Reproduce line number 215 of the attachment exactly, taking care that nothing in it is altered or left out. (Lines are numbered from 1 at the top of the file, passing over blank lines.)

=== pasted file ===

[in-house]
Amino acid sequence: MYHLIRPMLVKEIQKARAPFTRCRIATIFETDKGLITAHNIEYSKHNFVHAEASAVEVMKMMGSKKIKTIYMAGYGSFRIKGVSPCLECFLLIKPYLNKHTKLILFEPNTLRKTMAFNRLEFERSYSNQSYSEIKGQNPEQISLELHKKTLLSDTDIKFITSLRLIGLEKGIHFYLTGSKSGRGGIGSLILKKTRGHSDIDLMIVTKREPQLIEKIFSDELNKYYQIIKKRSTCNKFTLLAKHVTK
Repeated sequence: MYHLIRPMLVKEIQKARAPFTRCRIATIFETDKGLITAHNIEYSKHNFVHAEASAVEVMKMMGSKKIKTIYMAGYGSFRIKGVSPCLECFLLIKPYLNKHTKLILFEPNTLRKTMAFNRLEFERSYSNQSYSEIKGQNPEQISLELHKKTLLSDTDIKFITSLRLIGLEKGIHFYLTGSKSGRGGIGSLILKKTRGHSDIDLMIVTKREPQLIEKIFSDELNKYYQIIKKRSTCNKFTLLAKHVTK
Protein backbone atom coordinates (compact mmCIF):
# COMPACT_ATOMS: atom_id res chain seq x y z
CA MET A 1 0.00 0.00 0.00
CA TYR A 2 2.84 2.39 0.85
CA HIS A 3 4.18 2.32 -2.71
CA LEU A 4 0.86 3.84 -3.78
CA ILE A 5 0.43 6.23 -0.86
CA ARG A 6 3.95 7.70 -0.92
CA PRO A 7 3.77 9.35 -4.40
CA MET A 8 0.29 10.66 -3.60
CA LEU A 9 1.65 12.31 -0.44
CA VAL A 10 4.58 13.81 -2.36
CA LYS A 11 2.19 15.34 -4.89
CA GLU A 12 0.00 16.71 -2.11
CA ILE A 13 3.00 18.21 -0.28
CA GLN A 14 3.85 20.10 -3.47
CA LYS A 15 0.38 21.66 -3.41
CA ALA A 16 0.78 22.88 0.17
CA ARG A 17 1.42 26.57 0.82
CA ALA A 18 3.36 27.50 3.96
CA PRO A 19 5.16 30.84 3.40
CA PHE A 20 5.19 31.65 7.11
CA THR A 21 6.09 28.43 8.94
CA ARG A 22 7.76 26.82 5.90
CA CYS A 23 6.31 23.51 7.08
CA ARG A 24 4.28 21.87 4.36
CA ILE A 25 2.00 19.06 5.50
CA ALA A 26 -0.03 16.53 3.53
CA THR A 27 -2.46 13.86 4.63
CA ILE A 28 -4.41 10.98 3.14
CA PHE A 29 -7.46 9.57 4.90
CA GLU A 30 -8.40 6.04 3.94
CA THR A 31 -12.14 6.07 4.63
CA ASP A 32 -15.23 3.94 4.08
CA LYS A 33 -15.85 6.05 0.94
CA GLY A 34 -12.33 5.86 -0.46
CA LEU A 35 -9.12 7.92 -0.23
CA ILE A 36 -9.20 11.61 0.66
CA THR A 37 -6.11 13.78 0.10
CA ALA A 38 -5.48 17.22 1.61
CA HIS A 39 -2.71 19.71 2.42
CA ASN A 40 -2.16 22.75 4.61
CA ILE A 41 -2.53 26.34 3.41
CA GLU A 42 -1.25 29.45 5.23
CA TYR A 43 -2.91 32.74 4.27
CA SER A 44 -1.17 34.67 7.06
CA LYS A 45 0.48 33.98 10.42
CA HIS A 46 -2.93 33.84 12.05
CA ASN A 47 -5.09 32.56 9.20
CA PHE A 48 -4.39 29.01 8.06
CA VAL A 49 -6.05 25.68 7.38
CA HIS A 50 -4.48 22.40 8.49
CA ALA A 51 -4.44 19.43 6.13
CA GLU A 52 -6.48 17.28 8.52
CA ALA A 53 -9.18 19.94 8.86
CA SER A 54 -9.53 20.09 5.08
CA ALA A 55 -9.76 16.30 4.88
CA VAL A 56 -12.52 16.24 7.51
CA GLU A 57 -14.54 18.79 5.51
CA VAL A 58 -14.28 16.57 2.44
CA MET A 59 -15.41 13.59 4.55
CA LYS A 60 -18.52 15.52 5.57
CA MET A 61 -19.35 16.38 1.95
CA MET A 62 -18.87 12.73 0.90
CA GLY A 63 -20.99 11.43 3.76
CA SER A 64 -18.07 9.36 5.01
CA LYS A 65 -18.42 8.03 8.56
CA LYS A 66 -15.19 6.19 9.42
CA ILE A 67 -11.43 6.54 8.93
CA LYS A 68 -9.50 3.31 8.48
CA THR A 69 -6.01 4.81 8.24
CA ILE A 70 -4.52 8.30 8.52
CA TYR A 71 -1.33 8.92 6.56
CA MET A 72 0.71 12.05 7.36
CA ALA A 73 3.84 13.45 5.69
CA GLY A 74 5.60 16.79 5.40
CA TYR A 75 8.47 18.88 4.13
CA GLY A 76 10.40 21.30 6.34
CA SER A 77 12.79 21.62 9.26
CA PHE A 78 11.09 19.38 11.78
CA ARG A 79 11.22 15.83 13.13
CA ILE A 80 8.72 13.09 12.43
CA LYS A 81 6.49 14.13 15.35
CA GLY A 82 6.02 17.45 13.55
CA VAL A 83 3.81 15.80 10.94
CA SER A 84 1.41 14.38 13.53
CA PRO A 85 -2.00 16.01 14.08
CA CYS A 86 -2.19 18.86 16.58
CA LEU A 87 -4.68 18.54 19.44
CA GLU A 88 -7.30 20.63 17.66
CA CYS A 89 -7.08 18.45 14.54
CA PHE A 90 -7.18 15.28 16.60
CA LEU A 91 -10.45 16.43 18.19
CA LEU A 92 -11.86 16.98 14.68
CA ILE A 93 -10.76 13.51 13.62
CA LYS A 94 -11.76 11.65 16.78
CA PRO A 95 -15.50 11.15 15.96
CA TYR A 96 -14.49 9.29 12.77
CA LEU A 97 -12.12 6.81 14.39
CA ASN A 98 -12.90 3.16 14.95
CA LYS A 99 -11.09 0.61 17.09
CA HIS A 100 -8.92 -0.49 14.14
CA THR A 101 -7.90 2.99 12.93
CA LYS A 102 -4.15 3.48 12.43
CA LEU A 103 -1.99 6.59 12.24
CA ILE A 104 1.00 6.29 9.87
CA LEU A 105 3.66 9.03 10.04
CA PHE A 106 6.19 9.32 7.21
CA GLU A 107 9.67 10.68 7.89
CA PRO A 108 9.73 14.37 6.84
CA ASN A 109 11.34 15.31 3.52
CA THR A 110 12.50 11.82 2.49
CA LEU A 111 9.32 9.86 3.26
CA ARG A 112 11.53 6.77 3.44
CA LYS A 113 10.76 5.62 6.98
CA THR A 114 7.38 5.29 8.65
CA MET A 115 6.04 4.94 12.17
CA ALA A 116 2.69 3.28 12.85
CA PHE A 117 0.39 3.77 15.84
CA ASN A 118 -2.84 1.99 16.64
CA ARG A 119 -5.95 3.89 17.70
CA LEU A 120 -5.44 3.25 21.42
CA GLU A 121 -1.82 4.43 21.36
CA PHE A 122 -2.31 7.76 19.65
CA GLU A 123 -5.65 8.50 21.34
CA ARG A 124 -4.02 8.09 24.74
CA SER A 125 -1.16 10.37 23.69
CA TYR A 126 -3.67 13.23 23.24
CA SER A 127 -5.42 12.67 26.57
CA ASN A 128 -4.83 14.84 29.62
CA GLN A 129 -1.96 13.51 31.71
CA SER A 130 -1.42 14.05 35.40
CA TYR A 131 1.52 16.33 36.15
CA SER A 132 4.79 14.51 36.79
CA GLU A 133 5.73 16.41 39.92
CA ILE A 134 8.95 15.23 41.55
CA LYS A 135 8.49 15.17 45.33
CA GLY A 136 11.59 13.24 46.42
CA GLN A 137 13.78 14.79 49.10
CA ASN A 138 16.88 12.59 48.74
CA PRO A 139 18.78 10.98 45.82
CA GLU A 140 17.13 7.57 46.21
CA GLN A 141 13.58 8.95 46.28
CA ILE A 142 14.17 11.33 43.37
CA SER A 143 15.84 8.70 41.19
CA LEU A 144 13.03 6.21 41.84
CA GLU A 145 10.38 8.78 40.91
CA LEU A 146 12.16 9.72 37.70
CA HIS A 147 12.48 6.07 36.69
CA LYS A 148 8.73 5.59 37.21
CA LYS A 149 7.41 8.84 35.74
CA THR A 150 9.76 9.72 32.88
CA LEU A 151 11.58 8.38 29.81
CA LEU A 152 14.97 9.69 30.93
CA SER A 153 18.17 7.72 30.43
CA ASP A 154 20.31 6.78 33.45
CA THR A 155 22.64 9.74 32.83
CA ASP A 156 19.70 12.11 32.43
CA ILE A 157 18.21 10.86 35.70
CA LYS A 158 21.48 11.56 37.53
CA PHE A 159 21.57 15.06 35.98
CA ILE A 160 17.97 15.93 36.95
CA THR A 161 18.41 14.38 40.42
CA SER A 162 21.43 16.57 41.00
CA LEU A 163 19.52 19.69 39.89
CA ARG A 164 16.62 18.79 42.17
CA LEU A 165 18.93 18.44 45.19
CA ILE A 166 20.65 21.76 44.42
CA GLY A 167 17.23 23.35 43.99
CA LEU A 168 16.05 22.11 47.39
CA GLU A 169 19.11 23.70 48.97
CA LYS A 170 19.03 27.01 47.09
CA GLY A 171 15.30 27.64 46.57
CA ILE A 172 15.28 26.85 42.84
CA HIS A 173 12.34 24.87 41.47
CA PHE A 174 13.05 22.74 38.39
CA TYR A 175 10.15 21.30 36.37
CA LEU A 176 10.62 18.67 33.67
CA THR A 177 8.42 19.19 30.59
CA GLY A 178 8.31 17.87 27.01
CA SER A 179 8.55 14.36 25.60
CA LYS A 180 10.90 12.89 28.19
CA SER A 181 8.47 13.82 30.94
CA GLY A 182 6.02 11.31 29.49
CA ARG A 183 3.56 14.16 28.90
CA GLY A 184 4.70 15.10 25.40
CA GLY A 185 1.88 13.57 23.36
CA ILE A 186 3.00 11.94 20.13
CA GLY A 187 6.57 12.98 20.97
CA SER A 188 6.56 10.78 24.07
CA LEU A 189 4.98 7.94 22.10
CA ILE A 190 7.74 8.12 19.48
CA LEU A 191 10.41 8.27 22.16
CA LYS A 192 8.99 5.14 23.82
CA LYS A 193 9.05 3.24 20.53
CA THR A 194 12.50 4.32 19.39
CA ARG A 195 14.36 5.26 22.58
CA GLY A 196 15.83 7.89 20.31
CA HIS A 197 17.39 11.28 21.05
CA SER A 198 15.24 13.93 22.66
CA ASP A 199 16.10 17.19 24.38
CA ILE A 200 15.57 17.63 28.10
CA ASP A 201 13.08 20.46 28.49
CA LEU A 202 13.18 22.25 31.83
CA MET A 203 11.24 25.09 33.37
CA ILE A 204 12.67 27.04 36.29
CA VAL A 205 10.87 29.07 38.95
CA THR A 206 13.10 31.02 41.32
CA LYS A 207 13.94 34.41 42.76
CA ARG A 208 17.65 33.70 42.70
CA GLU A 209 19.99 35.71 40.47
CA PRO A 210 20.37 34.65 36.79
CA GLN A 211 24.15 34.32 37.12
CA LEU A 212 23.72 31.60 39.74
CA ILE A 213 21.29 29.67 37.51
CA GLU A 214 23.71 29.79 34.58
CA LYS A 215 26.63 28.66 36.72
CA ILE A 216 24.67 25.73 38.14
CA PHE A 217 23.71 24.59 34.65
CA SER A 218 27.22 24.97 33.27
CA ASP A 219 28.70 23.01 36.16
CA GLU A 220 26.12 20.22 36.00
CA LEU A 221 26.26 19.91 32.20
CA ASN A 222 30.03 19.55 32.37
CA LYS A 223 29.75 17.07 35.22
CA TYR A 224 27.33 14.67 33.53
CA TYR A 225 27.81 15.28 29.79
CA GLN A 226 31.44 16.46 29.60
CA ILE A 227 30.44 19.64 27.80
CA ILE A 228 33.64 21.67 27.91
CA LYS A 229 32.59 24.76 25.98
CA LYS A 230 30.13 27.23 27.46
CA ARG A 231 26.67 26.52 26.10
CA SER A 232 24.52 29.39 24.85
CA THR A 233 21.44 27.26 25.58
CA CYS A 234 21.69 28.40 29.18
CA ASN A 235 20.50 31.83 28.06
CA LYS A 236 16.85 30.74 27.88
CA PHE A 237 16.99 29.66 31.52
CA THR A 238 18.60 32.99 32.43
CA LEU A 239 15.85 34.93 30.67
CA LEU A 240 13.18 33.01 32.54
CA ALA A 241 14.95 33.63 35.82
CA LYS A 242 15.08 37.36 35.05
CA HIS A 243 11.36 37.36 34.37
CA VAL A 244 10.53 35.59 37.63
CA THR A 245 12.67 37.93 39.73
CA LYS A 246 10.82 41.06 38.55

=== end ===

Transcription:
CA PRO A 210 20.37 34.65 36.79